• About Intel NUC Computer
  • About Asus Chromebox – Linux Hint

    In partnership with Google, Asus joined the bandwagon in reinventing desktops into smaller forms and integrating Chrome OS into it, breathing new life to the declining traditional forms. Asus Chromebox is an elegantly-styled, lightweight, compact, and versatile desktop. It’s highly favored by users who only need the basics of a desktop computer, such as web browsing, video streaming, and simple file processing. Furthermore, it has full support for Android apps on Google play. The price tag is also pocket-friendly, especially if you are content with lower-end models. There is also no need to install anti-virus software as the built-in security with Chrome OS automatically installs updates and fixes, keeping it safe from some malware and viruses. Although Asus Chromebox has not been the first in the market, it has been making waves since its introduction in 2014.

More in Tux Machines

Broadcom Valkyrie/Viper VK Accelerators Set To See Mainline Support With Linux 5.12

For nearly one year Broadcom engineers have been working on Linux mainline drivers for their VK accelerators. Finally with the upcoming Linux 5.12 kernel the support is in place for those Broadcom Viper and Valkyrie accelerator cards. These Broadcom accelerator cards interface via PCI Express and provide offload engines for video transcoding and other tasks. These accelerator cards can be used for other real-time, high performance, high throughput offload compute purposes like around image and audio operations as well as crypto. Read more

Android Leftovers

Audiocasts/Shows: LINUX Unplugged, Homelab, and Tabliss

  • Eating the License Cake | LINUX Unplugged 390

    Successful open-source projects all seem to struggle with one major gorilla. Who it is, and what their options are now. Special Guests: Drew DeVore and Jonathan Corbet.

  • The Raspberry Pi is a great way to get started with Homelab! (How to Homelab Episode 4)

    If you're looking for a low-cost way to enter into the world of Homelab, look no further than the Raspberry Pi! These small computers are plenty powerful to run quite a few Homelab apps, and in this video I give you my thoughts on why that is. In a future video, we'll explore running some apps on the Raspberry Pi but I wanted to create this video as an introduction to the concept of using a Pi in this way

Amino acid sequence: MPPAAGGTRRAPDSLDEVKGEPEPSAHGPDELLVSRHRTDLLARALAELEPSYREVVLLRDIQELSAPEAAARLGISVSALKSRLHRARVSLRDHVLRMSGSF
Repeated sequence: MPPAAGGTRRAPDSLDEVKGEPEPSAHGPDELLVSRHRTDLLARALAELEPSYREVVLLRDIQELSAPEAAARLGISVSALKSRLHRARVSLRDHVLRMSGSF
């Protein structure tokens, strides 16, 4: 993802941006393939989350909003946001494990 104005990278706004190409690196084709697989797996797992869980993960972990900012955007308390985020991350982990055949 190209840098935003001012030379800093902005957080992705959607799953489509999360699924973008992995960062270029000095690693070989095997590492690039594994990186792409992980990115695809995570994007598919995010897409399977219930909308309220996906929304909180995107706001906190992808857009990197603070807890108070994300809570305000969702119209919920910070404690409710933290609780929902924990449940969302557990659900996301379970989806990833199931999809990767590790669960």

• Tabliss Is A "New Tab" Plugin For Firefox and Chrome

    Tabliss is a beautiful, customisable "New Tab" page for Firefox and Chrome, and the browsers that base of Firefox and Chrome (such as LibreWolf and Brave). In particular, it solves the "empty tab" problem that I was having on LibreWolf

Games: Cyber Shadow, Ova Magica, Plex Arcade Flunks

  • With some epic 8-bit styled artwork Cyber Shadow is out now | GamingOnLinux

    Cyber Shadow from Aarne "MekaSkull" Hunziker and Yacht Club Games is an epic throwback to the likes of Ninja Gaiden and Shadow Of The Ninja and it's out now with Linux support. Nice the see Yacht Club give a hand to another developer, after their success with the Shovel Knight series.

  • Monster taming and farming mix in Ova Magica is up on Kickstarter and already funded

    Ova Magica, a blending of casual farming in the spirit of Stardew Valley and Harvest Moon blended with monster taming and battling like something out of Pokemon is now live on Kickstarter. It managed to get fully funded within the first 2-3 hours, which I'm really not surprised about. The early tech demo was promising and it has such a great idea. Thankfully it's another that will support Linux too and the developer has been very clear about this. The Kickstarter campaign also lists it nice and clear as "The game will be released on PC DRM-Free, on Steam (Windows, Mac OS and Linux), Nintendo Switch, Playstation 4, Playstation 5, Xbox One, Xbox Series X/S.".

  • Plex Arcade is a retro video game streaming service that excludes Linux users

    Unfortunately, there is one big catch -- Linux users are being left out.